Notes on the Notes – March 21, 2021

Lent 5

This week’s music:

“God of the Bible” (MV #28)

“God of the Bible, God in the Gospel,
Hope seen in Jesus, hope yet to come,

You are our centre, daylight or darkness, freedom or prison, you are our home.

God in our struggles, God in our hunger,
Suffering with us, taking our part,freshasthemorning_light

Still you empower us, mothering Spirit, feeding, sustaining, from your own heart.

Not by your finger, not by your anger will our world order change in a day,
But by your people, fearless and faithful, small paper lanterns, lighting the way.

Hope we must carry, shining and certain through all our turmoil, terror and loss,
Bonding us gladly one to the other, till our world changes facing the Cross.

Fresh as the morning, sure as the sunrise,
God always faithful, you do not change.

Fresh as the morning, sure as the sunrise,
God always faithful, you do not change.”

This hymn was written by Shirley Erena Murray in 1995 and set to music by Tony E. Alonso in 2001.   The original title was Fresh as the Morning.  Through the hymn Murray emphasizes her confidence in God’s faithfulness and encourages us in our journey to make the world God’s kingdom.  God is with us in the struggle.

Hear the hymn sung by Worship and Music leaders at:  https://www.youtube.com/watch?v=NSVCzqIK5bE

“Come, Let Us to the God of Love” (VU #653)

“Come, let us to the God of love with contrite hearts return:
Our God is gracious, nor will leave the desolate to mourn.

God’s voice commands the tempest forth, and stills the stormy wave;
And though God’s arm be strong to smite, ’tis also strong to save.

Long has the night of sorrow reigned, the dawn shall bring us light;
God shall appear, and we shall rise with gladness at that sight.

As dew upon the tender herb diffusing fragrance round,
As showers that usher in the spring and cheer the thirsty ground.

So shall God’s presence bless our souls and shed a joyful light,
That hallowed morn shall chase away the sorrows of the night.”

The Scottish Paraphrases were a response to a growing desire to sing words other than from the Psalms and were finally published in 1781. However, the collection was provisional, sent down from the General Assembly for the opinion of Presbyteries, its use only authorised ‘in the meantime’ and ‘where the Minister finds it for edification’. The process was never completed but the paraphrases passed into wide use. This version of Hosea 6:1-4 was by John Morison DD (1750-1798), minister of Canisbay.  The music is the tune, BELMONT,  adapted from William Gardiner’s Sacred Melodies (1812).

Hear the hymn played on organ at:  https://www.youtube.com/watch?v=BWOPLJtQBJk

“Everlasting Love”

“God has loved with everlasting love!
We are the children of the One who draws us to His side.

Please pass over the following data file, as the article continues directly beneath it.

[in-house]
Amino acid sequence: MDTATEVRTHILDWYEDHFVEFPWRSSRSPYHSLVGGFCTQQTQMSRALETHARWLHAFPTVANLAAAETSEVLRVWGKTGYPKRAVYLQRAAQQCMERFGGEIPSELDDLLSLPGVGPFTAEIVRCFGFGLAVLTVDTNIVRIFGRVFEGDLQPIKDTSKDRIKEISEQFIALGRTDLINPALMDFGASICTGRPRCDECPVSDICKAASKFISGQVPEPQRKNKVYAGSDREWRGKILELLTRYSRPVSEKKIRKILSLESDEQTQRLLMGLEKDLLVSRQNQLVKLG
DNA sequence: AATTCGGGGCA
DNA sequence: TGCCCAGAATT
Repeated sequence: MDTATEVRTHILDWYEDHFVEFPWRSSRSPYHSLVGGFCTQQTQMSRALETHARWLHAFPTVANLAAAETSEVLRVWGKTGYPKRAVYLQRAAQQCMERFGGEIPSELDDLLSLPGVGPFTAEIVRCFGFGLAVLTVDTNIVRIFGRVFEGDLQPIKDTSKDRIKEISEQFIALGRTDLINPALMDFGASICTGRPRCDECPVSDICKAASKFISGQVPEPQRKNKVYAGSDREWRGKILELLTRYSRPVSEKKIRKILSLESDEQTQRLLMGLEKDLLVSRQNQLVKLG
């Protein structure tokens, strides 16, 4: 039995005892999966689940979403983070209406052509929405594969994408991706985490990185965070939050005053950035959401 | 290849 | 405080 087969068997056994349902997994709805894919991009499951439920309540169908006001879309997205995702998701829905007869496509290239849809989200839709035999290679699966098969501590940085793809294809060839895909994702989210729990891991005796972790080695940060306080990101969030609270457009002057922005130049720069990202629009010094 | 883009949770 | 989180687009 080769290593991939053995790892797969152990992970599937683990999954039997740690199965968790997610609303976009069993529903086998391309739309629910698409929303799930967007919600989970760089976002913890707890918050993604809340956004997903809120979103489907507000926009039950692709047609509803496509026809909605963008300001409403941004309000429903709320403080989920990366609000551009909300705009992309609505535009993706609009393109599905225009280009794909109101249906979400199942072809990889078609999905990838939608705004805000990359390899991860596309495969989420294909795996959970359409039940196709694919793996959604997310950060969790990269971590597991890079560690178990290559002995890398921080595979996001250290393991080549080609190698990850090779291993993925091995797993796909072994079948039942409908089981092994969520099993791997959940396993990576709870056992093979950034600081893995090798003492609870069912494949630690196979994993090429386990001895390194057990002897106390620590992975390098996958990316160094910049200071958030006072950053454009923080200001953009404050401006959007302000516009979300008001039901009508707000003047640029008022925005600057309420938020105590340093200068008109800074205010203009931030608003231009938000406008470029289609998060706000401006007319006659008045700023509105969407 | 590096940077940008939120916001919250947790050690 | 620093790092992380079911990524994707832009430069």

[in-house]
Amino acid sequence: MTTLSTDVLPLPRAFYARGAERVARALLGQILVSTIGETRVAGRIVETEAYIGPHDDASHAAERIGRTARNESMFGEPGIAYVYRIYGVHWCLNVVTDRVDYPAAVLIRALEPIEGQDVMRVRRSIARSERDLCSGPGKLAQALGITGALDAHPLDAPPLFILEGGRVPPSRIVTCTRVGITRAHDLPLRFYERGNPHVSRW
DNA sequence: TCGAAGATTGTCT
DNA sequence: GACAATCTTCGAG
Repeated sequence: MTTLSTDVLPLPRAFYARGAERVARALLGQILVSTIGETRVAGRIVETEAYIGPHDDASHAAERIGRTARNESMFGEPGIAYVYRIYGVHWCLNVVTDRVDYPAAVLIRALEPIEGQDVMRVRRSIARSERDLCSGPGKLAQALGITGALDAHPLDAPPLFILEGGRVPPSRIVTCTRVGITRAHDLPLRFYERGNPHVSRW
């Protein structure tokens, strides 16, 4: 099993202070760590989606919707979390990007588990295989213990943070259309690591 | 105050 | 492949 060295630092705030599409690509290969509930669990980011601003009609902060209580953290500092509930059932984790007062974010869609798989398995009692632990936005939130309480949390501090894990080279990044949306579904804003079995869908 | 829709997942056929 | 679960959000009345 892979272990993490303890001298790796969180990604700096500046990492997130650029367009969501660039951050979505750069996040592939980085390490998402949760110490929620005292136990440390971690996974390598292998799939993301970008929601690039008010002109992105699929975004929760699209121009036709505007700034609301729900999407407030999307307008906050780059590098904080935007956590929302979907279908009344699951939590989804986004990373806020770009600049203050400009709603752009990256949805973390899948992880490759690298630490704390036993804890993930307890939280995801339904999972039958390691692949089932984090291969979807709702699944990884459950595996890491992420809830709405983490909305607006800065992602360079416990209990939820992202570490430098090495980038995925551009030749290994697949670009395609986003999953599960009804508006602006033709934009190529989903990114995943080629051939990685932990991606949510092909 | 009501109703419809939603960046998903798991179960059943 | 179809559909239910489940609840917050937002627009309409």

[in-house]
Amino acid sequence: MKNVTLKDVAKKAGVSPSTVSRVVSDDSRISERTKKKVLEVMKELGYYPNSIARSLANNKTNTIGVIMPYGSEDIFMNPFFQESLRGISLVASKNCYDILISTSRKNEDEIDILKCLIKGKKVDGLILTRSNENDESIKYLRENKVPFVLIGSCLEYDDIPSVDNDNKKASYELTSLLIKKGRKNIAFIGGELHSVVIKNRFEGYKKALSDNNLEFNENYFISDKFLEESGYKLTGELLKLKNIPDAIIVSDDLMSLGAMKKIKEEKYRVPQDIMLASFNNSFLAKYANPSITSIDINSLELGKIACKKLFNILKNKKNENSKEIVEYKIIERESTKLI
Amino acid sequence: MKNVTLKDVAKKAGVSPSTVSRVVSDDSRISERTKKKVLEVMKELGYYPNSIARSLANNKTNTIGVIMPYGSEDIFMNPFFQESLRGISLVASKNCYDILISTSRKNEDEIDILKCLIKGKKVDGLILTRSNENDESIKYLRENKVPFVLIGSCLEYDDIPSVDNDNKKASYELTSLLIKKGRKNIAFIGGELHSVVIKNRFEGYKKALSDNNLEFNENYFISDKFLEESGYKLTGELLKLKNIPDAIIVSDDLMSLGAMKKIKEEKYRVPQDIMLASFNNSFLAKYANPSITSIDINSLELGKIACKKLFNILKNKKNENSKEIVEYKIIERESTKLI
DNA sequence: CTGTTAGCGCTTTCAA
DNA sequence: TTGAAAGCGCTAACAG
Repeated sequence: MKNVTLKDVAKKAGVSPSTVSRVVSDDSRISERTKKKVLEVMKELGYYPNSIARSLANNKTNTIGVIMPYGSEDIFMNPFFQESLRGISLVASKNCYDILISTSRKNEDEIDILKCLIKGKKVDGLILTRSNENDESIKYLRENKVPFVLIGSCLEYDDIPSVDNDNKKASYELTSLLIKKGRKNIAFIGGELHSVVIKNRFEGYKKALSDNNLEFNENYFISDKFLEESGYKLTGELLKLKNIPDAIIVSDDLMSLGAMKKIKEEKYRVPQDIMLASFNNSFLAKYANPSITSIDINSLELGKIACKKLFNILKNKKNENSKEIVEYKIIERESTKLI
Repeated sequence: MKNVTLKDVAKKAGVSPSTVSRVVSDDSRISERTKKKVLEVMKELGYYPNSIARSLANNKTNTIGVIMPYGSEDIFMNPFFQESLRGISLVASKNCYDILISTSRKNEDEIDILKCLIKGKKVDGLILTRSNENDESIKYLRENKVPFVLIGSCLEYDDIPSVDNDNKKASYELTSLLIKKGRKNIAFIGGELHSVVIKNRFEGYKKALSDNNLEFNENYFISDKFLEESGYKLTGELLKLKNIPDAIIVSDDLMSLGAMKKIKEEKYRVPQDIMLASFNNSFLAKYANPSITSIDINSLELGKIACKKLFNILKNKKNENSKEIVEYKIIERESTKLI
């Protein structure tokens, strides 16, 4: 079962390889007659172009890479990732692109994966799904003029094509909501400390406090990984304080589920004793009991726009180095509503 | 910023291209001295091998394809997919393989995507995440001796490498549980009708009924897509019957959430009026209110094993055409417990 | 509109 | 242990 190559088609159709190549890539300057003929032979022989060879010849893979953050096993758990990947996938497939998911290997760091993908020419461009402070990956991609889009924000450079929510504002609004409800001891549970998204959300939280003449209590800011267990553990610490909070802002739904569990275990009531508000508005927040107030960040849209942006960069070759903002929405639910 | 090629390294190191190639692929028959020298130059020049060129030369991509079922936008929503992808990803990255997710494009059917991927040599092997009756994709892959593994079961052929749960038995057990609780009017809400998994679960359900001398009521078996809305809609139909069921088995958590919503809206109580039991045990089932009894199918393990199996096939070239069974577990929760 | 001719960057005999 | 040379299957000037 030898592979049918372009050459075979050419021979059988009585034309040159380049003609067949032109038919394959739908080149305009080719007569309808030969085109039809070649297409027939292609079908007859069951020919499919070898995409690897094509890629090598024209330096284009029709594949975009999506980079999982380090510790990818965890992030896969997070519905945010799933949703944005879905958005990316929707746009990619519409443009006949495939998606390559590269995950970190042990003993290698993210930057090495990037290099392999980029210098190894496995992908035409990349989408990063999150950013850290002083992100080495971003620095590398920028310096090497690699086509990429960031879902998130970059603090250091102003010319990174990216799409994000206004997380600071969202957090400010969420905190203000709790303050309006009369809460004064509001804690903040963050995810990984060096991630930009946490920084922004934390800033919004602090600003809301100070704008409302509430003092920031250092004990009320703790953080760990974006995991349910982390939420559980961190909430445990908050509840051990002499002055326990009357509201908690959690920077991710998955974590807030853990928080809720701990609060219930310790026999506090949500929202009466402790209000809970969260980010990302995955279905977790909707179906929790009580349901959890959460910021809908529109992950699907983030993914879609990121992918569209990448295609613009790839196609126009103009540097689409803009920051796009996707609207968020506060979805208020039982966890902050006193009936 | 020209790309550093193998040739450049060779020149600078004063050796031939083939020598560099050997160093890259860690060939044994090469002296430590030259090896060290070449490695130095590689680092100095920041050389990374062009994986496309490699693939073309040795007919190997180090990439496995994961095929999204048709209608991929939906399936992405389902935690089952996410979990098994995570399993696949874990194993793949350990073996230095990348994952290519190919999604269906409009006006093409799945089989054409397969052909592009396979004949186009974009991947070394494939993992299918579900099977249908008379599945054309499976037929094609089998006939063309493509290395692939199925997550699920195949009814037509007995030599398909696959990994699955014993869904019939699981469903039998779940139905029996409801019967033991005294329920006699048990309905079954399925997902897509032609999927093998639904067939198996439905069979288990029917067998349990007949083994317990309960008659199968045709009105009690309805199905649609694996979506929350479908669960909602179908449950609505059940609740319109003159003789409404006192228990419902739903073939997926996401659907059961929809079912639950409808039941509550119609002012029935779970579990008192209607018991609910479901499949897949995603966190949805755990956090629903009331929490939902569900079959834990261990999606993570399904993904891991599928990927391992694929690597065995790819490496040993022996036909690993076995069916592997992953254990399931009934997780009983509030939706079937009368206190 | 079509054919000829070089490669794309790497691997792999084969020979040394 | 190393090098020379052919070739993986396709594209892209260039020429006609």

Sing your praise to the Author of our Days;
God has saved us by His grace.
In His love abide.

Nothing separates us from the love of God
In heaven nor earth below:
No worries for today nor the days to come,
But by our faith we know

God has loved with everlasting love!…

Though heaven and earth may pass away,God's love
The sun and stars may fade,
Our faith is sure in God’s embrace.
Rejoice, lift up your voice and sing to the King!
Celebrate redeeming grace!

God has loved with everlasting love!…

O Love that will not let me go,
I rest my weary soul in Thee;
I give Thee back the life I owe,
That in Thine ocean depths its flow
May richer, fuller be.

We are the children of everlasting love.”

This week’s anthem explores our relationship with God and God’s love for us.  The words and music are by Lloyd Larson (2014).  The lyrics are based on Jeremiah 31:3 and Romans 8:38-39.  Larson also incorporates one verse of Albert L Peace and George Mathson’s hymn “O Love That Wilt Not Let Me Go” (1884).  The anthem was dedicated in memory of Ken Hodgson in 2015.

“As Comes the Breath of Spring” (VU #373)

“As comes the breath of spring with light and mirth and song,
So does your Spirit bring new days brave, free, and strong.
You come with thrill of life to chase hence winter’s breath,
To hush to peace the strife of sin that ends in death.

You come like songs at morn that fill the earth with joy,
Till we, in Christ new-born, new strength in praise employ.
You come to rouse the heart from drifting to despair,
Through high hopes to impart life with an ampler air.

You breathe and there is health, you move and there is power,
You whisper, there is wealth of love, your richest dower.
Your presence is to us like summer in the soul,
Your joy shines forth and then life blossoms to its goal.”

The text for this hymn was written in 1929 by David Lakie Ritchie, Dean of United Theological College in Montreal, for The Hymnary (1930).  The tune was published in England in the Methodist Hymn Book (1904).

Hear the hymn at:  https://www.youtube.com/watch?v=HX3EWoD8ZXI

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